Protocols? Who needs them? (We do!)

After losing 18 months of in-person education, coming back has been unusual for most of us. As the year started, people including myself, were excited to finally hang out with our peers and be able to focus better in school.

But with joy there was also concern from parents and students about the potential health consequences due to Covid. We’re expected to follow the basic Covid protocols in order to keep us safe, but there is a lack of adherence seen around school. 

According to the Centers For Disease Control and Prevention, the basic protocols for Covid include maintaining 6 feet distance, wearing a mask in public areas, avoiding large crowds / poorly ventilated rooms, washing your hands often, disinfecting everything, covering coughs, and monitoring health daily. Considering we are still living in this global pandemic, I would argue that a number of individuals at school are not doing enough to enforce and maintain these protocols. 

For example, the main issue is the failure to clean classrooms between periods. Staff are provided with enough wipes to enforce cleaning desks and materials, but it’s not happening. I feel this is necessary because individuals touch things like desks, doors, and computers leaving their germs behind. Also,many people are seen holding or shaking their hands with no effort to disinfect afterward. Others touch the same things and later rub their eyes, nose, or the food they eat. This can be improved by making time to clean desks before and after class time as a daily routine in every class.

As for social distancing, it is something that is completely different because it is nearly impossible to follow considering the school is over populated. According to Assistant Principal, Pedro Edeza, who is in charge of Covid issues, “According to the CDC we’re not required to have social distancing outdoors.” While the CDC recommends 3 feet in the classroom, this is also difficult, so it makes it even more important for people to be masked.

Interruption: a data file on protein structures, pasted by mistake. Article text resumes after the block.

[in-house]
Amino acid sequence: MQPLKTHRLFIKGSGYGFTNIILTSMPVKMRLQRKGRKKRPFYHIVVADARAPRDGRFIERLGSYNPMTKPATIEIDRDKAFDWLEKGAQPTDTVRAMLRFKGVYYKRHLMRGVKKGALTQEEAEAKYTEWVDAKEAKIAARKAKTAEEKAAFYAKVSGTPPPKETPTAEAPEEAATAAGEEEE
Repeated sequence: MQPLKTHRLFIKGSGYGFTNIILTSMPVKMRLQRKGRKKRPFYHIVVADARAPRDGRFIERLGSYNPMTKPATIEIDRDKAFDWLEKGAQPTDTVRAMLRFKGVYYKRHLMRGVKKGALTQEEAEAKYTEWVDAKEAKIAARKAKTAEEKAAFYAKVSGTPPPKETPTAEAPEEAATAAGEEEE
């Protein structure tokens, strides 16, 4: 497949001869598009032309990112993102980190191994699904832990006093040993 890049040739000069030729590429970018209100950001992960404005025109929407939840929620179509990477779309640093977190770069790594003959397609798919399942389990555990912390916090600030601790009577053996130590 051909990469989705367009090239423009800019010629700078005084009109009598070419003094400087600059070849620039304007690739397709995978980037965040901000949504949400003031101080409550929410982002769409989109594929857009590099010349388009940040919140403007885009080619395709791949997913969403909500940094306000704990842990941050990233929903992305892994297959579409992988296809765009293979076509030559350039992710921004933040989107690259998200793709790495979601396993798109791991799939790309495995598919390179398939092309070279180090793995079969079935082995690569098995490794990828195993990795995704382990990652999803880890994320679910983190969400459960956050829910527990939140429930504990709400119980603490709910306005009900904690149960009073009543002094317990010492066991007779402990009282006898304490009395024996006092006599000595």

While it is undeniable that most students wear their masks around campus, some people continue to wear them incorrectly both in and out of class. My main concern is students not wearing their mask over their nose or the no use overall based on the fact that covid is airborne. As they take them off, they seem to leave them lying around making it easier for germs to spread around. 

As for those who do not take the mask mandate seriously, they face serious consequences with the office. “We basically deal with it as we are informed,” said Edeza, “I have gotten notifications from teachers that particular students are not wearing them properly, I have conferences with those students and inform them basically what and how the mask is to be worn properly.” 

Another issue is not knowing how students are informed about Covid infections. As a student myself, I don’t feel fully aware of what to do if I or someone around me tests positive for this disease. I feel there needs to be expanded awareness on what steps to follow after feeling somewhat sick, testing positive, being exposed to someone who is sick, and how to return, along with how to avoid those things. To ensure expanded knowledge Edeza stated they would try to expand the amount of posters seen around the school for student awareness and reminders. 

Along with the downsides of following these protocols, there also come positive things where the school is not credited enough for doing. According to Edeza, it is ensured that classes have 9 negative ion filters which help reduce and purify the air quality students and teachers take in. They also give parents the ability to speak up in the office if they feel their children are at high risk to Covid 19. As an example, parents and students can go into the office and request shields to be in use for comfort. 

As a student at Alisal High, it has been a bit shocking to see the lack of efforts from a certain group of students and not doing enough to go back to how things used to be. From speaking with Edeza, it has been somewhat comforting to know that we are not the only school struggling to see the protocols as a real world issue and not a chore, although it does not make the issue acceptable. As we are nearly three months into the school year, I still don’t understand why it’s so hard to wear a mask when required in order to move forward and get back to a life without Covid protocols.